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Ogun's Compadre
Novella, 1964 | Afterword by Reginaldo Prandi
     Son of Benedita, from Alagoas, and the Negro Massu, Felício stands out for his beauty. The boy’s blue eyes cast some doubt on his paternity, fuelling the rumour that he must be the son of the blonde sailor, Gringo, or perhaps the clerk, Otoniel. Massu, however, has no doubt that the child is his; after all, he and Benedita did “roll about” a lot in the dunes.
     One day Benedita disappears, intent on escaping her husband’s jealousy, but returns some time later, terminally ill. She turns up on Massu’s doorstep, out of the blue, and hands him the baby, only to take off again, almost certainly to meet her death.
     Now almost a year old, Massu decides to have the child baptized. Tibéria is to be the godmother, and there are various candidates for godfather, but the orisha Ogum announces that he will assume the role himself. What are the chances of the divinity being allowed into the Rosário dos Negros Church in the Pelourinho?
     A solution is found, but the day of the baptism still reserves an enormous surprise, not just for the guests, but for the people of the Lower City as a whole, and even for the warrior god himself.
     A brief and vibrant narrative, Ogun's Compadre keeps the reader enthralled right down to its disconcerting denouement. With humour and comprehension, the religious syncretism that juxtaposes Catholicism and candomblé is the cultural trait that allows differences to be overcome and conflicts to be resolved.
Illustration by Carybé

      Ogun's Compadre is really the second part of the novel The Shepherds of Night, published in 1964. The episode became an independent novella from 1995 onwards, after it was adapted for a TV special by Rede Globo. In December 2002, Globo presented a new, four-part version of The Shepherds of Night, directed by the French filmmaker Marcel Camus.
     The plot features some recurring themes from the work of Jorge Amado. The decision to nurture two faiths rather than chose one over the other manifests a trait that runs throughout the author’s oeuvre.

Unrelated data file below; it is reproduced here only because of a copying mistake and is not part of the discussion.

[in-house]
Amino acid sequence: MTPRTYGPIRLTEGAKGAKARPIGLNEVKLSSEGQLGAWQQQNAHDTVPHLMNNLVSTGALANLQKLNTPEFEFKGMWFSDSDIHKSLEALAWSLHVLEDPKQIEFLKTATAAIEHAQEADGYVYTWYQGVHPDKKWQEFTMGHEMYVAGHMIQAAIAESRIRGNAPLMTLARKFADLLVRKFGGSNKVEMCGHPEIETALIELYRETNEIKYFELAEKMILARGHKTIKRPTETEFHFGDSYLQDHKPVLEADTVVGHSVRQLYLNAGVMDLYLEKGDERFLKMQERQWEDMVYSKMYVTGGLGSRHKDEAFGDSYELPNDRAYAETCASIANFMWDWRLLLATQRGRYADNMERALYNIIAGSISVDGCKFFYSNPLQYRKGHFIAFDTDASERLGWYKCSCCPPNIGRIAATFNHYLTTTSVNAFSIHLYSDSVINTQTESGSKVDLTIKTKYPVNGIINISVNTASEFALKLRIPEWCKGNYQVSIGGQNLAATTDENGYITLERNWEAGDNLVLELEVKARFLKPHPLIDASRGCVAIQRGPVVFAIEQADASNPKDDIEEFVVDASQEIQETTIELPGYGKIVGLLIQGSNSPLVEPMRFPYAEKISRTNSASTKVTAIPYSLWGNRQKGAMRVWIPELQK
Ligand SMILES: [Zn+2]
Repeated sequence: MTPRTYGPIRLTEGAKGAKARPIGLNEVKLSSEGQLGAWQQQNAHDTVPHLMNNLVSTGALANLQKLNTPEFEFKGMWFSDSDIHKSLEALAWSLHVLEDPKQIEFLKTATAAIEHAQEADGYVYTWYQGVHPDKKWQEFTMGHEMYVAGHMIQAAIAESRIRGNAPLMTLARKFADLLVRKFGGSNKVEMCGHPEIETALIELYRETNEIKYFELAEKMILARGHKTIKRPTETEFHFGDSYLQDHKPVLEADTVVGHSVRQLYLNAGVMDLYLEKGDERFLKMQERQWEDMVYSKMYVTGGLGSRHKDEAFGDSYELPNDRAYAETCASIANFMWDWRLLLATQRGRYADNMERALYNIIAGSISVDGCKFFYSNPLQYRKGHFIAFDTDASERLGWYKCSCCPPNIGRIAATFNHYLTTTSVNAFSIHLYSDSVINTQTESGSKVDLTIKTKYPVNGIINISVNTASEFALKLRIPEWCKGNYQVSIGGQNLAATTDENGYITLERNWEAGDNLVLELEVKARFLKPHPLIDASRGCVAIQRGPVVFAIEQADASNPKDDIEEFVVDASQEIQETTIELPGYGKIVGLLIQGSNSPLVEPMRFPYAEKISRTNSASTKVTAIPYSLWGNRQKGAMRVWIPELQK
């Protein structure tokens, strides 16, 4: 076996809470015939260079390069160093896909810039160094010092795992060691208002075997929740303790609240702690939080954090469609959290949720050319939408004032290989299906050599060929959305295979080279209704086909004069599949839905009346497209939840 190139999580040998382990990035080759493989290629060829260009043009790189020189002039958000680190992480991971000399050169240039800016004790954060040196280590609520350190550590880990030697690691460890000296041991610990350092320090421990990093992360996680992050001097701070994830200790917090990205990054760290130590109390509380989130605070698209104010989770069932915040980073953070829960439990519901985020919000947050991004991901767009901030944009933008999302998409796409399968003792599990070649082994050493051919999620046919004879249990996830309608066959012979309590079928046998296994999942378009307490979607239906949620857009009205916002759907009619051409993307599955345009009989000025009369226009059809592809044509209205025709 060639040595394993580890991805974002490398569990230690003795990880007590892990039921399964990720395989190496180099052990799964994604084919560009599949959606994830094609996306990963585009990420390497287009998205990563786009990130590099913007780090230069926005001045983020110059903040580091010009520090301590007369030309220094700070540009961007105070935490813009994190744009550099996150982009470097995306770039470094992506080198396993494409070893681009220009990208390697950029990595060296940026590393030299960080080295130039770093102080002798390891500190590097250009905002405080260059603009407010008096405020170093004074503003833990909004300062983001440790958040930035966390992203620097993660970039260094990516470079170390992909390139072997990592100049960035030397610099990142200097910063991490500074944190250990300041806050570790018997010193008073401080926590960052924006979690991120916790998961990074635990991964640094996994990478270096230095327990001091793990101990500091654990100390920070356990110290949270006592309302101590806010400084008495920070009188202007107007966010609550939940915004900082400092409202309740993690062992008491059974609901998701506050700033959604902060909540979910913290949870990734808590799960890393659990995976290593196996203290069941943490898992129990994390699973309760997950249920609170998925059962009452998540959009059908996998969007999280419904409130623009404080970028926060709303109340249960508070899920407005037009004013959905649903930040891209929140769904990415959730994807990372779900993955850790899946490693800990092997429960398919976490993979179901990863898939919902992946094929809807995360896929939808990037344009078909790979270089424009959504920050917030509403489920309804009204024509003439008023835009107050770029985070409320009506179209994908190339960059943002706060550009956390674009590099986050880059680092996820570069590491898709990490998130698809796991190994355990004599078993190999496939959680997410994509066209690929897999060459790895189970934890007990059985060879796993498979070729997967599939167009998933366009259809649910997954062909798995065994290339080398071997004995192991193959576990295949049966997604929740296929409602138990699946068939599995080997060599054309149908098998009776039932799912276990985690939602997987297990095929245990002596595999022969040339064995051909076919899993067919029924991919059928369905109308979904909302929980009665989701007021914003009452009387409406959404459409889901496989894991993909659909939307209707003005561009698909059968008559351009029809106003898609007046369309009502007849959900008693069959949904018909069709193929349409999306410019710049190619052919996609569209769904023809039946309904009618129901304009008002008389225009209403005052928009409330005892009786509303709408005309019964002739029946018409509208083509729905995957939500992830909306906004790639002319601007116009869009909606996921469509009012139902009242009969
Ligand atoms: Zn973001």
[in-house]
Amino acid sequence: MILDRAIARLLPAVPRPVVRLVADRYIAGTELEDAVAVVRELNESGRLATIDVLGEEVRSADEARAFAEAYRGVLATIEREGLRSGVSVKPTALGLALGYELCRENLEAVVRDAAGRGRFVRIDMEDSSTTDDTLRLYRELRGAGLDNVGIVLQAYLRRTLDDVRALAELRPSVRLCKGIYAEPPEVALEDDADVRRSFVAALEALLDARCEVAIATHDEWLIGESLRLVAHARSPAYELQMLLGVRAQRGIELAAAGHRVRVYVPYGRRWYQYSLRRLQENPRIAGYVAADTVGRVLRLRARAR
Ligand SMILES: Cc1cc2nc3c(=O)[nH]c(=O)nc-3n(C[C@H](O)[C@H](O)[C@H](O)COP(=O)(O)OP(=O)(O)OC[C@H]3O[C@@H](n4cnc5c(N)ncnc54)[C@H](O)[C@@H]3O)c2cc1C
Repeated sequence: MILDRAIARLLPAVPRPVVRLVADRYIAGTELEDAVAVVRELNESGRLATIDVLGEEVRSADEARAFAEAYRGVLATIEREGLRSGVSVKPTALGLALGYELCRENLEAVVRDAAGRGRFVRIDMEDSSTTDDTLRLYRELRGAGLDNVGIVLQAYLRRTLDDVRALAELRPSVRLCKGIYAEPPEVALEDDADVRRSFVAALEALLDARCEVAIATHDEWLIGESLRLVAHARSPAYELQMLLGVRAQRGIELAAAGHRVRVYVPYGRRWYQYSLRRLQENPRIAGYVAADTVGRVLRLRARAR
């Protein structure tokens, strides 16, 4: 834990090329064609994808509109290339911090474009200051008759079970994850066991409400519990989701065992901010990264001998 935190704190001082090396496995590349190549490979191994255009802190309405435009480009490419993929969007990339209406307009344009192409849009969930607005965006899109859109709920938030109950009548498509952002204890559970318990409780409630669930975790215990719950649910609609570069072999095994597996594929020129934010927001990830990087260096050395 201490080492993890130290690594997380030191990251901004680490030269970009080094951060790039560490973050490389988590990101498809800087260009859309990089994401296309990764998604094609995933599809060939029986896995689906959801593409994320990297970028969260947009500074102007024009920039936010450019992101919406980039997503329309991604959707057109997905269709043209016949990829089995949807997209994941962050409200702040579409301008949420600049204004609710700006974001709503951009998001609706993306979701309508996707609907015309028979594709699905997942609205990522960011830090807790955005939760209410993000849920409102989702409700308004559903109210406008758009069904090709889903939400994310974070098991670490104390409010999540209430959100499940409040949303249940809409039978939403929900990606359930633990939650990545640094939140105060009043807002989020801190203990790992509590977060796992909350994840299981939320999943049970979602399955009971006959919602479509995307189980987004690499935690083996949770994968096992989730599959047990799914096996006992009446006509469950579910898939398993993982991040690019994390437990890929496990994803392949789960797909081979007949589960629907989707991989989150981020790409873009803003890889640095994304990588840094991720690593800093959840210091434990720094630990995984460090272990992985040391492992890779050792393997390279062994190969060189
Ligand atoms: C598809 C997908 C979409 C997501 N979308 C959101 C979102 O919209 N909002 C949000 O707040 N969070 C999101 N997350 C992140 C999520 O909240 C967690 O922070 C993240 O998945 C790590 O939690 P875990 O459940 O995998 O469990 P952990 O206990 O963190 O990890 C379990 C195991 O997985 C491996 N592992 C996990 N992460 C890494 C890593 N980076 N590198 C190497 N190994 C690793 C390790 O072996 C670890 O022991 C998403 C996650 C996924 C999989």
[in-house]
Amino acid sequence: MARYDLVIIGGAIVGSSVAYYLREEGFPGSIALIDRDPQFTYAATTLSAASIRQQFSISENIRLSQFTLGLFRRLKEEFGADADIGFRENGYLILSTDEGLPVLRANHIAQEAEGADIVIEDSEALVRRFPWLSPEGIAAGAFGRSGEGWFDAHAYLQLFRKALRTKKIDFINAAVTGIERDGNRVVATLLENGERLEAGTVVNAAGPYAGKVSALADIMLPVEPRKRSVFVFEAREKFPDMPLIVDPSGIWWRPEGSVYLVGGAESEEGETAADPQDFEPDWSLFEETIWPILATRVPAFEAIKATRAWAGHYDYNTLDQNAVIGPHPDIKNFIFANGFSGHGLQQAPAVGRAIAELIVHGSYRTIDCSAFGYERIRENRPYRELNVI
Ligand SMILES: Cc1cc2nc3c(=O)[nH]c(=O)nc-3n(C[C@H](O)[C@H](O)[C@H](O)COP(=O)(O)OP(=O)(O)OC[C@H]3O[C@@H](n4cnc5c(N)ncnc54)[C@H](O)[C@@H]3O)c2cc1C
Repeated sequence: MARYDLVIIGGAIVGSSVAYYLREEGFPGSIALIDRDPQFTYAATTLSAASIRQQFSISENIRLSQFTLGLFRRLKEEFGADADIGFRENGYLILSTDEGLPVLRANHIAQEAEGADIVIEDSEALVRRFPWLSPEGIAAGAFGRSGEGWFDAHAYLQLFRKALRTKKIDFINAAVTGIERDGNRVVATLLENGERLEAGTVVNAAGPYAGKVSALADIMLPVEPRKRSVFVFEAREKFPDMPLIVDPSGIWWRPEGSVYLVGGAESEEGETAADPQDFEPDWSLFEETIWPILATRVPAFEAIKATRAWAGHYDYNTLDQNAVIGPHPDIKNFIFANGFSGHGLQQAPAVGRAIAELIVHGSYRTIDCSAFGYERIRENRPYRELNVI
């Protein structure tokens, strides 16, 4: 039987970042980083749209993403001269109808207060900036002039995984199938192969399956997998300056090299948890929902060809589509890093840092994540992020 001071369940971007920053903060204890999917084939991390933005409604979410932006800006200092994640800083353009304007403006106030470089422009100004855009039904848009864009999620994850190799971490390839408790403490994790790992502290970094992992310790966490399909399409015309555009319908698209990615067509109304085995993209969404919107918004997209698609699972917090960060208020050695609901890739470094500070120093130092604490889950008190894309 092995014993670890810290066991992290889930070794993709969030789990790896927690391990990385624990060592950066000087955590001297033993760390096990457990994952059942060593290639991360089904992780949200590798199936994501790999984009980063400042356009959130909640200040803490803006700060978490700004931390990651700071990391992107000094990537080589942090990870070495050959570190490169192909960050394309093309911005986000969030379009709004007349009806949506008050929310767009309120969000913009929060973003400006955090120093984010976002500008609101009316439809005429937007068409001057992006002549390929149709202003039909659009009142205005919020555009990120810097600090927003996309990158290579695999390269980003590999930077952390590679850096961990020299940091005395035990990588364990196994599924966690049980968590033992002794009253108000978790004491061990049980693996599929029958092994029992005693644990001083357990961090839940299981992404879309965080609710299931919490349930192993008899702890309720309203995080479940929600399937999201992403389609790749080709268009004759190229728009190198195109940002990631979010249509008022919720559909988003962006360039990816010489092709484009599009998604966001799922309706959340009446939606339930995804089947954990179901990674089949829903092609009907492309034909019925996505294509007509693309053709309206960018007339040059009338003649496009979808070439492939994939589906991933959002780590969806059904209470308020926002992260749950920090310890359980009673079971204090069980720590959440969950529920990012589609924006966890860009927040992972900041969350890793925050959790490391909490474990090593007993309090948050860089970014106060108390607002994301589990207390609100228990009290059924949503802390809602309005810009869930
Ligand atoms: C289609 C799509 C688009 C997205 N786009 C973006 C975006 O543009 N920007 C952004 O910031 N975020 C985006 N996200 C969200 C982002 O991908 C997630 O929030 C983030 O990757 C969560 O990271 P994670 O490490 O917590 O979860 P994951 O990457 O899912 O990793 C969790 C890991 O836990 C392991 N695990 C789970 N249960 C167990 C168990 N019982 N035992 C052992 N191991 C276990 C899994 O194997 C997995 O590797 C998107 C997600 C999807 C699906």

Such dithering would later resurface in the behaviour of Flor in Dona Flor and her Two Husbands (1966), as the protagonist chooses not to choose between her deceased husband, Vadinho, and her living spouse, Teodoro.
     Miscegenation, syncretism and ambiguity are characteristics also found in other novels by the Jorge Amado, such as Gabriela, Clove and Cinnamon [1958] and The War of the Saints [1988].
     When the orchestra fell silent, the deity’s horse went from side to side and finally stopped in front of the priestess, demanding his festive attire. He wanted his richest and finest clothes and his tools, too.
     His festive attire”? His tools? Was he, perchance, out of his wits? Mother Doninha asked, her hands on her hips. Didn’t he know that it was impossible to go into the church in his holiday attire, brandishing his irons”?
     The saint stamped his foot on the ground stubbornly, grimaced, and demanded his clothes. Patiently but firmly, the priestess explained things to him. He knew very well the reason why he had descended that morning, on a day not scheduled on the calendar. It was he himself, Ogun, who had decided the matter of the christening of Massu’s son, appointing himself godfather. Then why was he bringing up all that nonsense of his holiday attire, his tools? They had to go to church; it was already time, and he must try to behave in such a way that not the priest or the sacristan, none of those present at the mass, would suspect the imposture, would unmask Artur da Guima.

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